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A checklist for Executors & Trustees; The seven most important things to do after death.

Posted by attorney Elliott Stapleton

Executor/Trustee Checklist

The following is a vital checklist to be used in the event you act as executor or trustee. This is general information to apprise you of certain issues related to administration. Any actions as executor or trustee should only be taken after discussion with qualified counsel.

____ 1. Review the Will/Trust

· You may be listed as a primary or contingent executor or trustee. A primary executor or trustee is the person who has been nominated to take on the duties of facilitating administration of the estate. If the primary executor or trustee is deceased, unavailable, or unwilling to take on this role, then the person(s) named as contingent will take the lead.

· If you are the primary executor or trustee, move on with the checklist.

____ 2. Gathering and Preserving Assets

· As the executor or trustee, it is imperative that you have a complete understanding of what property the deceased owned at the time of death.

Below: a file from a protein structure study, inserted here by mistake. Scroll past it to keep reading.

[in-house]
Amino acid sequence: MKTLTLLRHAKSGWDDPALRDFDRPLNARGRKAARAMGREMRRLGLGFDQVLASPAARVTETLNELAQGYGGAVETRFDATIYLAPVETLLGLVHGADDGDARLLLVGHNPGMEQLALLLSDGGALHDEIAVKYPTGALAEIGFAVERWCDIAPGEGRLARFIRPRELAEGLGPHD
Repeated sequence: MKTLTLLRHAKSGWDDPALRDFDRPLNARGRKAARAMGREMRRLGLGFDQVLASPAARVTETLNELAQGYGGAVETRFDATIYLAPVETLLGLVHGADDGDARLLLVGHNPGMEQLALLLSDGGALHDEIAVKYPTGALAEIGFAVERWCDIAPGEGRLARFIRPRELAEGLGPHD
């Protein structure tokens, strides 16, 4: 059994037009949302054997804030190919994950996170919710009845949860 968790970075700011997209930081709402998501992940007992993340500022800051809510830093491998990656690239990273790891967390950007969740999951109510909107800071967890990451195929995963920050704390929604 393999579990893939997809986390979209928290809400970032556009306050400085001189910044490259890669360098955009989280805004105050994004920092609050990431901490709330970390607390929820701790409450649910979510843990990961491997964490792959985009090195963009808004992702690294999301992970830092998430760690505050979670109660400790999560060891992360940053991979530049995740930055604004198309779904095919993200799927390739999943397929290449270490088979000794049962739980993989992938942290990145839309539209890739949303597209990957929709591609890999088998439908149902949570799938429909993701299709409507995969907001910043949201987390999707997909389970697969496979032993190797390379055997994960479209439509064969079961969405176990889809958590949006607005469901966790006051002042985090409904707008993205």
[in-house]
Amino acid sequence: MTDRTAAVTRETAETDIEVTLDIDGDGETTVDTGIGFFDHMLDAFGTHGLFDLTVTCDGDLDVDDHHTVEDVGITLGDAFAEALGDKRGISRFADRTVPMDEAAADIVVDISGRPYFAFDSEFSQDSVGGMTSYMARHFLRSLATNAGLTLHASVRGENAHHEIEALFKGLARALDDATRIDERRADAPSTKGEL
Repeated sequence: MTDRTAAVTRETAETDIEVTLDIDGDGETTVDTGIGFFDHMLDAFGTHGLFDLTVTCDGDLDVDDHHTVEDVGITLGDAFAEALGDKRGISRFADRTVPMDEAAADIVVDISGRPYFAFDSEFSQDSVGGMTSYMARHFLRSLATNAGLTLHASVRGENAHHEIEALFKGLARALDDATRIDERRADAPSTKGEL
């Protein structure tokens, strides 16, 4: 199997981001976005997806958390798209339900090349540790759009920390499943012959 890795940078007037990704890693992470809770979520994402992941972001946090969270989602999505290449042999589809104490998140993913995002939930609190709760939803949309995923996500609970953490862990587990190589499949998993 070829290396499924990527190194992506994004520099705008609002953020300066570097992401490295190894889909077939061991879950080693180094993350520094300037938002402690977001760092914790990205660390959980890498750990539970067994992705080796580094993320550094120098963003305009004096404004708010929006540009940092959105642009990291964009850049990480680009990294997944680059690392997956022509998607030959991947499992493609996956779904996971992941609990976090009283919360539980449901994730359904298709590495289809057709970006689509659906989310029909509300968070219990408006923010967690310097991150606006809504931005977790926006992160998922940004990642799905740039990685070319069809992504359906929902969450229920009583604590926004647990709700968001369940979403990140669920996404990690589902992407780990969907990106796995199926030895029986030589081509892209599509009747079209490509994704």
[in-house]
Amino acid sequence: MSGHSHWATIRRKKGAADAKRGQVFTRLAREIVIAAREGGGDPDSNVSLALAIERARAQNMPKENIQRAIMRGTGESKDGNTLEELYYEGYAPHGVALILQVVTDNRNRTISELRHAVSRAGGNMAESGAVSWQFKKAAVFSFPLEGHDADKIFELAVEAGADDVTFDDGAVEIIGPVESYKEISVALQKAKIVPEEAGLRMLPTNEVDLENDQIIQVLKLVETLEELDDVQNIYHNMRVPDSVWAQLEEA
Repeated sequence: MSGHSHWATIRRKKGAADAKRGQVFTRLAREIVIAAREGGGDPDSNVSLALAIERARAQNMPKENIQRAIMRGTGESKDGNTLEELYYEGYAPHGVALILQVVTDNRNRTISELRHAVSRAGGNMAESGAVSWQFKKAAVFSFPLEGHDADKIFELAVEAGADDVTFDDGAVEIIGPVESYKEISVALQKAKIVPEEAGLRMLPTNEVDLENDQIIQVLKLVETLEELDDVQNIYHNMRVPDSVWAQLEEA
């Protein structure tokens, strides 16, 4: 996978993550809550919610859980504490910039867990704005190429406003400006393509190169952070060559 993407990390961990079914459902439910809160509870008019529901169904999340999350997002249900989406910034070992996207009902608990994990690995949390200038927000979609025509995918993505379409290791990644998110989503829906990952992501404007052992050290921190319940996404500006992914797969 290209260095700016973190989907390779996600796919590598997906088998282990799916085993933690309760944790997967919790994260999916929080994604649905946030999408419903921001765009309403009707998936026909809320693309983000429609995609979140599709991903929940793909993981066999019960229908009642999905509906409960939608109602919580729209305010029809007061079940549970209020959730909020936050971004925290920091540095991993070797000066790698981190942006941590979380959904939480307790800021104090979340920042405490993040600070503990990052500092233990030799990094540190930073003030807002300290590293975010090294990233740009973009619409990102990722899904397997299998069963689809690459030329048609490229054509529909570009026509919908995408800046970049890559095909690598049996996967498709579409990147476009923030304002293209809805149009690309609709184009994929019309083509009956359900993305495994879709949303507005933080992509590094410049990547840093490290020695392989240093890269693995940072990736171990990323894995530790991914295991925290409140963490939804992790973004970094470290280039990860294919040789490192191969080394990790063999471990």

____ 3. Review and Keep the Mail

· There is a lot of vital information that will come through the mail at the home of the deceased.

· These documents will include information related to: bank accounts, bills, insurance information, and other assets or debts.

____ 4. Create a List of all Debt

· There are requirements that creditors must follow to make a claim against the estate.

· There are some debts which will need to be paid and others that may not require payment; it is important to discuss this with counsel before making these decisions.

____ 5. Keep a List of Accounts

· It is important to locate and list all accounts that were in the name of the deceased or in the name of the deceased with others.

· Part of settling the Estate will include moving assets from all of the decedent’s accounts into a single estate bank account.

____ 6. Record all Estate Costs

· There will be costs to administer the estate and to ensure the assets are not taken in foreclosure.

· If, at any point, you pay costs out of pocket or from the estate account it is imperative that you keep a record of these transactions to avoid a potential dispute.

____ 7. Contact Social Security or Pension Providers

· If the deceased was receiving any government benefits or a pension, it is important to inform those providers so they stop making direct deposit payments.

· This will avoid repayment and confusion on the estate’s value and ease the process of administration.

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